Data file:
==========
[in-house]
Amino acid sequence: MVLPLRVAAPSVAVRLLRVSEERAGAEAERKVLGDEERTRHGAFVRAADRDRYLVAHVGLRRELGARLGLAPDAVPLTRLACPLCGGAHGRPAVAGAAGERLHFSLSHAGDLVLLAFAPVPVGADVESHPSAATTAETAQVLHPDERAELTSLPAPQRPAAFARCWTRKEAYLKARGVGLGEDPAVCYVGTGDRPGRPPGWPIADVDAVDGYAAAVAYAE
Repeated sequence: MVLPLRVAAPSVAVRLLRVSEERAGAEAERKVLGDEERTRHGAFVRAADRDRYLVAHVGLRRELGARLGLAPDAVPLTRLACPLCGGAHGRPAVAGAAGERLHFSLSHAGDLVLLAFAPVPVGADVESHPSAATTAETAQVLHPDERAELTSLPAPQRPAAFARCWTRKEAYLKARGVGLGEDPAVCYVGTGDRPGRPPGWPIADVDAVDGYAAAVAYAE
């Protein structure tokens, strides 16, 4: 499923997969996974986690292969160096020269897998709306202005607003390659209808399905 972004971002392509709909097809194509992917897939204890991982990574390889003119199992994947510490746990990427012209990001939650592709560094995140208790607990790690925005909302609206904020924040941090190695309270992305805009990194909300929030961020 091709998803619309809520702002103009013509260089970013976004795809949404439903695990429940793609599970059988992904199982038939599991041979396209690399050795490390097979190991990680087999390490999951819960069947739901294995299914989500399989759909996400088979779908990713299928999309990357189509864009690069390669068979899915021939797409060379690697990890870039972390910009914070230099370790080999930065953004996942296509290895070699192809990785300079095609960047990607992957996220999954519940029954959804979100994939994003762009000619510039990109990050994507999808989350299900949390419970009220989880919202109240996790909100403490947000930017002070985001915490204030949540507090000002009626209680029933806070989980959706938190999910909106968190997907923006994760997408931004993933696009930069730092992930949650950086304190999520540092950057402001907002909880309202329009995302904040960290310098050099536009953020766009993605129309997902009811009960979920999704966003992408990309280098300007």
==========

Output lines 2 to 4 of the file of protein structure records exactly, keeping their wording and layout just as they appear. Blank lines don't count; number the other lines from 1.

Amino acid sequence: MVLPLRVAAPSVAVRLLRVSEERAGAEAERKVLGDEERTRHGAFVRAADRDRYLVAHVGLRRELGARLGLAPDAVPLTRLACPLCGGAHGRPAVAGAAGERLHFSLSHAGDLVLLAFAPVPVGADVESHPSAATTAETAQVLHPDERAELTSLPAPQRPAAFARCWTRKEAYLKARGVGLGEDPAVCYVGTGDRPGRPPGWPIADVDAVDGYAAAVAYAE
Repeated sequence: MVLPLRVAAPSVAVRLLRVSEERAGAEAERKVLGDEERTRHGAFVRAADRDRYLVAHVGLRRELGARLGLAPDAVPLTRLACPLCGGAHGRPAVAGAAGERLHFSLSHAGDLVLLAFAPVPVGADVESHPSAATTAETAQVLHPDERAELTSLPAPQRPAAFARCWTRKEAYLKARGVGLGEDPAVCYVGTGDRPGRPPGWPIADVDAVDGYAAAVAYAE
């Protein structure tokens, strides 16, 4: 499923997969996974986690292969160096020269897998709306202005607003390659209808399905 972004971002392509709909097809194509992917897939204890991982990574390889003119199992994947510490746990990427012209990001939650592709560094995140208790607990790690925005909302609206904020924040941090190695309270992305805009990194909300929030961020 091709998803619309809520702002103009013509260089970013976004795809949404439903695990429940793609599970059988992904199982038939599991041979396209690399050795490390097979190991990680087999390490999951819960069947739901294995299914989500399989759909996400088979779908990713299928999309990357189509864009690069390669068979899915021939797409060379690697990890870039972390910009914070230099370790080999930065953004996942296509290895070699192809990785300079095609960047990607992957996220999954519940029954959804979100994939994003762009000619510039990109990050994507999808989350299900949390419970009220989880919202109240996790909100403490947000930017002070985001915490204030949540507090000002009626209680029933806070989980959706938190999910909106968190997907923006994760997408931004993933696009930069730092992930949650950086304190999520540092950057402001907002909880309202329009995302904040960290310098050099536009953020766009993605129309997902009811009960979920999704966003992408990309280098300007």